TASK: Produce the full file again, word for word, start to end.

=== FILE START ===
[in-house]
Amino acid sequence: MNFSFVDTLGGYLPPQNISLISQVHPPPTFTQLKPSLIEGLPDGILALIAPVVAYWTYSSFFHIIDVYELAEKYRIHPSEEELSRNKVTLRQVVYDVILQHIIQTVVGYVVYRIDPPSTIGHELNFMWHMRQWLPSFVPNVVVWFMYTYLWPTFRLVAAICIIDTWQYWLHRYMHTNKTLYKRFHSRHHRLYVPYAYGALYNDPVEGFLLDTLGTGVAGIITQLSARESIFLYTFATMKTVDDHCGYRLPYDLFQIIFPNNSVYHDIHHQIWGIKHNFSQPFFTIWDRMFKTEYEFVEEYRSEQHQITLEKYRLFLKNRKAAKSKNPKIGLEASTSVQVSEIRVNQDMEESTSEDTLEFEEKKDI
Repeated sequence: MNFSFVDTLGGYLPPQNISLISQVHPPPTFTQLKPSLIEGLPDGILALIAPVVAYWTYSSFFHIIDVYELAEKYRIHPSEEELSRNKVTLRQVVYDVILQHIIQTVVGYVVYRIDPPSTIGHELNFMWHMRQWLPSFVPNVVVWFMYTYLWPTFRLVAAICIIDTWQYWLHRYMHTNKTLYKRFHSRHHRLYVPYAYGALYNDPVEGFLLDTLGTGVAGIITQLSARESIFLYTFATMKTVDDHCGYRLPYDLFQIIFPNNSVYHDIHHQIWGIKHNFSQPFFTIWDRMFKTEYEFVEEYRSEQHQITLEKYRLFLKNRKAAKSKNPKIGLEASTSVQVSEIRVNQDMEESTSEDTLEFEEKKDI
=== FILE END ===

[in-house]
Amino acid sequence: MNFSFVDTLGGYLPPQNISLISQVHPPPTFTQLKPSLIEGLPDGILALIAPVVAYWTYSSFFHIIDVYELAEKYRIHPSEEELSRNKVTLRQVVYDVILQHIIQTVVGYVVYRIDPPSTIGHELNFMWHMRQWLPSFVPNVVVWFMYTYLWPTFRLVAAICIIDTWQYWLHRYMHTNKTLYKRFHSRHHRLYVPYAYGALYNDPVEGFLLDTLGTGVAGIITQLSARESIFLYTFATMKTVDDHCGYRLPYDLFQIIFPNNSVYHDIHHQIWGIKHNFSQPFFTIWDRMFKTEYEFVEEYRSEQHQITLEKYRLFLKNRKAAKSKNPKIGLEASTSVQVSEIRVNQDMEESTSEDTLEFEEKKDI
Repeated sequence: MNFSFVDTLGGYLPPQNISLISQVHPPPTFTQLKPSLIEGLPDGILALIAPVVAYWTYSSFFHIIDVYELAEKYRIHPSEEELSRNKVTLRQVVYDVILQHIIQTVVGYVVYRIDPPSTIGHELNFMWHMRQWLPSFVPNVVVWFMYTYLWPTFRLVAAICIIDTWQYWLHRYMHTNKTLYKRFHSRHHRLYVPYAYGALYNDPVEGFLLDTLGTGVAGIITQLSARESIFLYTFATMKTVDDHCGYRLPYDLFQIIFPNNSVYHDIHHQIWGIKHNFSQPFFTIWDRMFKTEYEFVEEYRSEQHQITLEKYRLFLKNRKAAKSKNPKIGLEASTSVQVSEIRVNQDMEESTSEDTLEFEEKKDI